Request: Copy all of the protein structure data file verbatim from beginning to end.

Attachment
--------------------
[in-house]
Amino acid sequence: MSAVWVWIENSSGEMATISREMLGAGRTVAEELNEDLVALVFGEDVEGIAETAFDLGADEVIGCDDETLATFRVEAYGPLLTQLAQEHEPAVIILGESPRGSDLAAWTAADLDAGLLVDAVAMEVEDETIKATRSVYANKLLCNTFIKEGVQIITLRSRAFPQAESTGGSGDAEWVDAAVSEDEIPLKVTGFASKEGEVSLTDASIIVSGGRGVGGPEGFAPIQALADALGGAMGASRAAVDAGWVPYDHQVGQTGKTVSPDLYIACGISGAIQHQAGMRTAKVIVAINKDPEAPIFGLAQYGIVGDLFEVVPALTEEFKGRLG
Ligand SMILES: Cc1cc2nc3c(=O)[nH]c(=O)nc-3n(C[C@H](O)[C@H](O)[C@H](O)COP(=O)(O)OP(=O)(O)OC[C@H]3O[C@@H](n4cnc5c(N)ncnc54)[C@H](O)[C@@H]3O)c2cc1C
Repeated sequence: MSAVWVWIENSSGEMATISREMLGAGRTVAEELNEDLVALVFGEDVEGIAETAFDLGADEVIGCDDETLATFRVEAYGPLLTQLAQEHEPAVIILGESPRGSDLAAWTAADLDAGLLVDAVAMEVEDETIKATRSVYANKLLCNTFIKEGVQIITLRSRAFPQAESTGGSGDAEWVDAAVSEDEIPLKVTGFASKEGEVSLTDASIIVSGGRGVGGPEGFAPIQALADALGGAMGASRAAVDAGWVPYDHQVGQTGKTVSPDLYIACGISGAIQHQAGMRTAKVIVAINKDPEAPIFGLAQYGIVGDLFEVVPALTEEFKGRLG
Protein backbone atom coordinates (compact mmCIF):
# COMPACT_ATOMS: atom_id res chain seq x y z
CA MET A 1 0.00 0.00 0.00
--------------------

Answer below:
[in-house]
Amino acid sequence: MSAVWVWIENSSGEMATISREMLGAGRTVAEELNEDLVALVFGEDVEGIAETAFDLGADEVIGCDDETLATFRVEAYGPLLTQLAQEHEPAVIILGESPRGSDLAAWTAADLDAGLLVDAVAMEVEDETIKATRSVYANKLLCNTFIKEGVQIITLRSRAFPQAESTGGSGDAEWVDAAVSEDEIPLKVTGFASKEGEVSLTDASIIVSGGRGVGGPEGFAPIQALADALGGAMGASRAAVDAGWVPYDHQVGQTGKTVSPDLYIACGISGAIQHQAGMRTAKVIVAINKDPEAPIFGLAQYGIVGDLFEVVPALTEEFKGRLG
Ligand SMILES: Cc1cc2nc3c(=O)[nH]c(=O)nc-3n(C[C@H](O)[C@H](O)[C@H](O)COP(=O)(O)OP(=O)(O)OC[C@H]3O[C@@H](n4cnc5c(N)ncnc54)[C@H](O)[C@@H]3O)c2cc1C
Repeated sequence: MSAVWVWIENSSGEMATISREMLGAGRTVAEELNEDLVALVFGEDVEGIAETAFDLGADEVIGCDDETLATFRVEAYGPLLTQLAQEHEPAVIILGESPRGSDLAAWTAADLDAGLLVDAVAMEVEDETIKATRSVYANKLLCNTFIKEGVQIITLRSRAFPQAESTGGSGDAEWVDAAVSEDEIPLKVTGFASKEGEVSLTDASIIVSGGRGVGGPEGFAPIQALADALGGAMGASRAAVDAGWVPYDHQVGQTGKTVSPDLYIACGISGAIQHQAGMRTAKVIVAINKDPEAPIFGLAQYGIVGDLFEVVPALTEEFKGRLG
Protein backbone atom coordinates (compact mmCIF):
# COMPACT_ATOMS: atom_id res chain seq x y z
CA MET A 1 0.00 0.00 0.00